Friday, July 15, 2011

The Penalty of Saving Money

Having grown up in the ‘50s, ‘60s and ‘70s at a time when optimism and affluence abounded I was effectively insulated from the uninspiring worry I imagine is now the imposed rage of the present generation – namely, saving money. In the good ‘ole days it was all about big cars and spending money. Remember the two-ton T-Bird? And the Lincoln land yachts? The issues – if I may so dignify them - in my childhood years were dramatized in “Father Knows Best”, a thinly veiled elitist and conventional model to say the least not to mention the hindrance it was to the feminist cause. Now however the ubiquitous talk of global indebtedness is impossible to avoid at every turn. Corny television shows do little to distract us from the over-riding reality. Listen to the media and all you hear is the prospect of entire countries going bankrupt. Lately even the United States is being served up to the chopping block (though I suspect this is a provocative stage show designed to make us all feel bad about our naughty profligate selves). Nonetheless one doesn’t want to disregard the emergency signals.

The plain truth of the matter is that we of the “industrialized nations” have exhausted our credit and now it’s pay-back time. This chilling reality is for Americans more than an intrusive news report from abroad; for them it is a blunt instrument made in the USA. We Canadians – thanks to the Chairman of the Bank of Canada or Paul Martin (whichever works for you politically) – are still sheltered from the meteoric effect of the global collapse of banks and other credit agencies. Are we simply more austere? Have we Canadians guarded our resources more prudently than our erstwhile rich neighbours to the South? Or has the American dream simply become derailed by greed and unprincipled bankers? And in any event, will we be gobbled up by the devouring demon to the south?

For those of you who listen to the Bloomberg radio station, you will know that the American preoccupation with the accumulation of wealth is hardly an esoteric subject; its prescriptions are marketed and consumed broadly. There is no longer any attempt to hide the defeat of “the system” behind useless economic theories. The plain truth is that we all need to shape up. That appears to be the frank conclusion of any analysis of the current situation. The disturbing corollary to this enquiry is that we as a human race – the entire world, can you imagine! – have over-stepped ourselves. When giants like Lehman Brothers begin to tumble (the largest bankruptcy in U.S. history), people sit up and take notice.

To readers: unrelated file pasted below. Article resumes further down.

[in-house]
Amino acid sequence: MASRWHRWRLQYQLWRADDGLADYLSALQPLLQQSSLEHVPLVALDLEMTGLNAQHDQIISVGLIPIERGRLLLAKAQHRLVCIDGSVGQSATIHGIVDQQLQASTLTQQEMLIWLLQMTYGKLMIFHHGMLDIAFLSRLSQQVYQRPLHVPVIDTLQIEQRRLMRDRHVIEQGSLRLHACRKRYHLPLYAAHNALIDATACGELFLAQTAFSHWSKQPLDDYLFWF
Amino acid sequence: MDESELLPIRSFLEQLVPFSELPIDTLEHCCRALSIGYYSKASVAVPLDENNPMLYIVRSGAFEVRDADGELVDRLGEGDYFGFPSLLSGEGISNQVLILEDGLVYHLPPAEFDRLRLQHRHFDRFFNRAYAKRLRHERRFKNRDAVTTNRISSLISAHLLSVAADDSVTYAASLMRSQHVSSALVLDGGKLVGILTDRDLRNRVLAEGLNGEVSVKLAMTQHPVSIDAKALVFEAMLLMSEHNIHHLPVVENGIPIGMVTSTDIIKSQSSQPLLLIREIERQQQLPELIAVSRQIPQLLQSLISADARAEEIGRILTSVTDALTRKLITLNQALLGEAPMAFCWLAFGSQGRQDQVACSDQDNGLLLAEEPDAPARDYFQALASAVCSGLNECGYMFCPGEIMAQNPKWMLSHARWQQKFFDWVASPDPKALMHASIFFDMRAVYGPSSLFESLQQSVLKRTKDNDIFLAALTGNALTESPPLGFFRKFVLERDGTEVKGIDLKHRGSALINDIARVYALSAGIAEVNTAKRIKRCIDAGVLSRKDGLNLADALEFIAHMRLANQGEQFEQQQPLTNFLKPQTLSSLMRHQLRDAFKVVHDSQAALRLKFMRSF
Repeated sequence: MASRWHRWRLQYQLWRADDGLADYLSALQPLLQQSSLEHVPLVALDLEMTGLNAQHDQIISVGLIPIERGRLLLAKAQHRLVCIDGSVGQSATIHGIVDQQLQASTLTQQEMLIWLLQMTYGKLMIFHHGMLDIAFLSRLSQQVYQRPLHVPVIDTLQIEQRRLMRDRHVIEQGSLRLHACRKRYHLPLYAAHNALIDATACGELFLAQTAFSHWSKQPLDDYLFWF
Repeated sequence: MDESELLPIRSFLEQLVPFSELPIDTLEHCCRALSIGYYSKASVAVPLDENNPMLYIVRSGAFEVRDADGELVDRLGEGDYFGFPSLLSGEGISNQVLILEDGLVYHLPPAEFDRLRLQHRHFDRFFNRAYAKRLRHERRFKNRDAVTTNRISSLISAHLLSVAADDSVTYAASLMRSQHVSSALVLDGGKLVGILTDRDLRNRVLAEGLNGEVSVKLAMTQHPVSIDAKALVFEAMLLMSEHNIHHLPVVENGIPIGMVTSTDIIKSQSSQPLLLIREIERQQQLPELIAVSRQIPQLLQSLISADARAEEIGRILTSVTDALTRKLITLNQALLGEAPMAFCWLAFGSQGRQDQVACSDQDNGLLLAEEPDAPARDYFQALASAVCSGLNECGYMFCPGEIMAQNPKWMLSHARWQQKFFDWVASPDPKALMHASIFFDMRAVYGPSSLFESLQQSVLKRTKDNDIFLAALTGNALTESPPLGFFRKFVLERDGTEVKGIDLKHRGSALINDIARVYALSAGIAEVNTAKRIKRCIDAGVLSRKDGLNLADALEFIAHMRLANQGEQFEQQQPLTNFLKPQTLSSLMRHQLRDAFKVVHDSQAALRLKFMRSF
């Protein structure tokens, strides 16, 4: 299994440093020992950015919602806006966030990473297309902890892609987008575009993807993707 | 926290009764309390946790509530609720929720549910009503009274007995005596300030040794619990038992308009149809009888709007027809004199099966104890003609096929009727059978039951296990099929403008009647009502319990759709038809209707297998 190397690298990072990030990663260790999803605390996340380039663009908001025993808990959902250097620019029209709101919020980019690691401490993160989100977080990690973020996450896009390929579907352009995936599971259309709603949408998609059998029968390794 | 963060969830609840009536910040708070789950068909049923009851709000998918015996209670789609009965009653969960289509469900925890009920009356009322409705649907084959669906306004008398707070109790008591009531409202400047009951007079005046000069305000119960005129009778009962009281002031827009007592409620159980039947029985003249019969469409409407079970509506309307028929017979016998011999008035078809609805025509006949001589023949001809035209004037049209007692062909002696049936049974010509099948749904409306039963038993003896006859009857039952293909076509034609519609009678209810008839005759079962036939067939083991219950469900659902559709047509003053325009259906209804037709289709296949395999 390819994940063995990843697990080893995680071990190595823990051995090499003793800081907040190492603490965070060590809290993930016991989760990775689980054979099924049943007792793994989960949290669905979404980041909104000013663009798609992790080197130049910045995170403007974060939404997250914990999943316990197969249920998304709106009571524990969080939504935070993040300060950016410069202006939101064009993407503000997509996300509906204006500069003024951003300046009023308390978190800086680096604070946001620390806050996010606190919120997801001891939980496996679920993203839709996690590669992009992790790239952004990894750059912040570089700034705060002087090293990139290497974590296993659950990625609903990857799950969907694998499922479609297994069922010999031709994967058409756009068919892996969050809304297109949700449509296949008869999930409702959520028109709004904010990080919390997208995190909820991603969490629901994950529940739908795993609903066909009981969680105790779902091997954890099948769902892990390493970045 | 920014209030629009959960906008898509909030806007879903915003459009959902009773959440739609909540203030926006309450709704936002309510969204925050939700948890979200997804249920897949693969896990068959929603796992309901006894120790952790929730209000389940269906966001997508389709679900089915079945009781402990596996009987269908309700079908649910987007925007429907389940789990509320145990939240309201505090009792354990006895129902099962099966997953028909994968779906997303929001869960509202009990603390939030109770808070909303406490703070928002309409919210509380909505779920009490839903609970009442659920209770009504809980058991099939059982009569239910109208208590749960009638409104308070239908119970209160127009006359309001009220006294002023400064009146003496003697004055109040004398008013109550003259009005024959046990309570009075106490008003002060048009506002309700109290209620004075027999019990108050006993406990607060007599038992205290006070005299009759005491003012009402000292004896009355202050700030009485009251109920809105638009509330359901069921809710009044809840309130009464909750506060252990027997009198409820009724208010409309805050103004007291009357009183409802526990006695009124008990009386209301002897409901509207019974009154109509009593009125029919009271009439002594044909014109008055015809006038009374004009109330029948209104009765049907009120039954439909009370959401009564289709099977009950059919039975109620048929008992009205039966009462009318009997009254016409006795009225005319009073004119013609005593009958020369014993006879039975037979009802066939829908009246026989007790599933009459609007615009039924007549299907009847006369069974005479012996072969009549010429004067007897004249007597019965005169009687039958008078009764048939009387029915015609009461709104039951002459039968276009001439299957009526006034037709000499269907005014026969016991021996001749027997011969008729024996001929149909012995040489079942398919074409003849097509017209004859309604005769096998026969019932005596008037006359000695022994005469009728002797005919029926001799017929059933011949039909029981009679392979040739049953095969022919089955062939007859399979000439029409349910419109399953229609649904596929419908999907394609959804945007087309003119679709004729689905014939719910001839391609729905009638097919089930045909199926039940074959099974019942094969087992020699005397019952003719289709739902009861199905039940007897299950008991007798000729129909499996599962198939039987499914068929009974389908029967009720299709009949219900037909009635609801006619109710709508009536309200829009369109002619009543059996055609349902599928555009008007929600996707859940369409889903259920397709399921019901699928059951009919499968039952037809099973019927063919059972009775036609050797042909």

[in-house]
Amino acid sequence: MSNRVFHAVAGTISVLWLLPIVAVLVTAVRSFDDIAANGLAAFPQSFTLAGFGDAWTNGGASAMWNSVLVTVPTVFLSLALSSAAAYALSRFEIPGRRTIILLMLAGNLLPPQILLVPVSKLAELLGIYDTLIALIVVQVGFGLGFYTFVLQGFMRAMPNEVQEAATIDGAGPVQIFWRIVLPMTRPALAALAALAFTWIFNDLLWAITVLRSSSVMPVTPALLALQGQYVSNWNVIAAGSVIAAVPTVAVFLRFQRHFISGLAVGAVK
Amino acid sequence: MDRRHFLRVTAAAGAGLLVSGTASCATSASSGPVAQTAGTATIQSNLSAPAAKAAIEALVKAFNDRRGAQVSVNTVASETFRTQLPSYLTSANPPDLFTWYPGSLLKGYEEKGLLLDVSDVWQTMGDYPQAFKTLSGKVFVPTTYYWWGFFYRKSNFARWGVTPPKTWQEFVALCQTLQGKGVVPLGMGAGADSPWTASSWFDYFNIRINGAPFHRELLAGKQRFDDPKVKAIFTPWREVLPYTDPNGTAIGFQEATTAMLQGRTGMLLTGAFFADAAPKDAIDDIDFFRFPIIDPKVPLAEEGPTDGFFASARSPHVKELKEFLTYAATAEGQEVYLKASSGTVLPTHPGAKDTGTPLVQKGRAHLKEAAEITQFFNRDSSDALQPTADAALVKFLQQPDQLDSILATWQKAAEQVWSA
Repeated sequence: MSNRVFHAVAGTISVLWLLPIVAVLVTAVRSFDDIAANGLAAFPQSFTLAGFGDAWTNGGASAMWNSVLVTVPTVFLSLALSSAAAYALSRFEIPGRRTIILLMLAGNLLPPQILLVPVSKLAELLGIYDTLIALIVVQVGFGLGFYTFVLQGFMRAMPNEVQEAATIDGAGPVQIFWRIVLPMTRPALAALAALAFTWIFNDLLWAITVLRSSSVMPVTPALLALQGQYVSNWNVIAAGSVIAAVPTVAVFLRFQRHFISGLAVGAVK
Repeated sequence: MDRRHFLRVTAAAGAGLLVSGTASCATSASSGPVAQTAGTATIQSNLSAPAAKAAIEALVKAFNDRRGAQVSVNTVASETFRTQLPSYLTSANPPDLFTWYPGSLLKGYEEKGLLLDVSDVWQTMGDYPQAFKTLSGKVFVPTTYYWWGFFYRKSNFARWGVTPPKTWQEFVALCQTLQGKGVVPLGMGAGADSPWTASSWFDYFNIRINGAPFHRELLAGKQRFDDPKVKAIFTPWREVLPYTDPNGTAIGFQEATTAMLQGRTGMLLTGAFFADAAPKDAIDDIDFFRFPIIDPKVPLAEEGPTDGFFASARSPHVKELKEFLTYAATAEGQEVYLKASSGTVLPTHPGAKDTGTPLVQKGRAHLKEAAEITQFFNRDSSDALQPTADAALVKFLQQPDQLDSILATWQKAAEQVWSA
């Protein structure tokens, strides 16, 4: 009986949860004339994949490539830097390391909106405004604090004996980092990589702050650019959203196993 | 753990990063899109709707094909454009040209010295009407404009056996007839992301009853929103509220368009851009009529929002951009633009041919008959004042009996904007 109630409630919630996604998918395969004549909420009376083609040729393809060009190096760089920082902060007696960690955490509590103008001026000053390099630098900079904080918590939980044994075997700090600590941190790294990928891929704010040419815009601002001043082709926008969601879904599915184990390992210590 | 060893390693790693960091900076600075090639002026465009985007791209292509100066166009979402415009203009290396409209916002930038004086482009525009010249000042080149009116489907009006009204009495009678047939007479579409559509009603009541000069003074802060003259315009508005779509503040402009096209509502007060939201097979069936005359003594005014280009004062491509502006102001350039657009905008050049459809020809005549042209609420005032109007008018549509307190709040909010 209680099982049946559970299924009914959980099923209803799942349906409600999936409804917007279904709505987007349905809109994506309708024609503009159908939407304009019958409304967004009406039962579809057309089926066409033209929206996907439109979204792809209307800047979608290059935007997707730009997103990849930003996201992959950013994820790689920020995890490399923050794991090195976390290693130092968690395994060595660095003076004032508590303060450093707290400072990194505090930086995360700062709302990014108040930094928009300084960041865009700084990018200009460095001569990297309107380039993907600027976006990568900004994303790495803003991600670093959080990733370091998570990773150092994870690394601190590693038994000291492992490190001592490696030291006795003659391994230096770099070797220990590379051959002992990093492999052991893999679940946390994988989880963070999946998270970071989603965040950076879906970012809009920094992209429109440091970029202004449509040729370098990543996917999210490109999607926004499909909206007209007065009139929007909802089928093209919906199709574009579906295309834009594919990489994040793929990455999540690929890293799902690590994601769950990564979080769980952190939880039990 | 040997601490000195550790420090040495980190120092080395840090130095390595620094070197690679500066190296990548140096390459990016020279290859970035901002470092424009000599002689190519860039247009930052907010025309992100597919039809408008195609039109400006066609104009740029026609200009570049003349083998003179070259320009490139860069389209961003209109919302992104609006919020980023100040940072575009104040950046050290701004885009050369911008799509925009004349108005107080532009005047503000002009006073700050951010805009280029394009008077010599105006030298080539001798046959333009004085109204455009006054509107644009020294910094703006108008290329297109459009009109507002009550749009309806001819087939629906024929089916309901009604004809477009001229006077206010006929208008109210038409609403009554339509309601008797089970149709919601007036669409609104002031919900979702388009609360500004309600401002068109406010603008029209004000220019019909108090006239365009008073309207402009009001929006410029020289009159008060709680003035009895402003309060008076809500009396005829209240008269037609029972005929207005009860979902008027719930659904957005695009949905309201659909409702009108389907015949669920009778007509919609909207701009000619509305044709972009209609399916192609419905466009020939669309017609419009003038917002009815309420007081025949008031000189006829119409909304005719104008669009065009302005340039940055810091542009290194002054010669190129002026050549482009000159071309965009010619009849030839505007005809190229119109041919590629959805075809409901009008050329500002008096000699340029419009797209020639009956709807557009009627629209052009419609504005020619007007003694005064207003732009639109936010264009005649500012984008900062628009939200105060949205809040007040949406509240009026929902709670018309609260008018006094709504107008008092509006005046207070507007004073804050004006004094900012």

There are undoubtedly some among us who merely smirk at hearing these tales of woe. Some people, no matter what their station in life, understand and accept that life is for the most part uncomplicated. This includes the obvious need to save for the future, a hobby even the lowly squirrel has cultivated. Nonetheless the utility and innate intelligence of saving money is more often than not side-lined by overpowering urges to acquire things. The focus is acquisition, not saving and management of existing assets. It is a tough sell to get people to adopt an attitude for saving. There are so many convenient excuses for not doing so, but the greatest of them is the mere sense of deprivation. In its most basic form, the conundrum is captured in the adage, “You can’t have money and things”. The bloated metaphor of Americans generally is no accident. We are a consumptive society, almost to the extent of being wasteful and destructive. Trimming the fat from this long-standing model requires a significant shift in posture.

I have heard it said that losing weight is like growing a garden – it has to be managed slowly and regularly, not all at once. Getting an entire country to modify its appalling monetary practices will similarly require gradual and steady application. There is a movement afoot to enforce greater obligations upon individuals to save for their retirement. On the corporate level the Bank of Canada is already reining in the cost of money and reducing its availability. Both these austerities speak to the anticipated decline in possessions, a hard pill to swallow.

In the end the course we follow will be predicted not by either laws or psyche but merely need. This isn’t a new religion or a temporary pastime.

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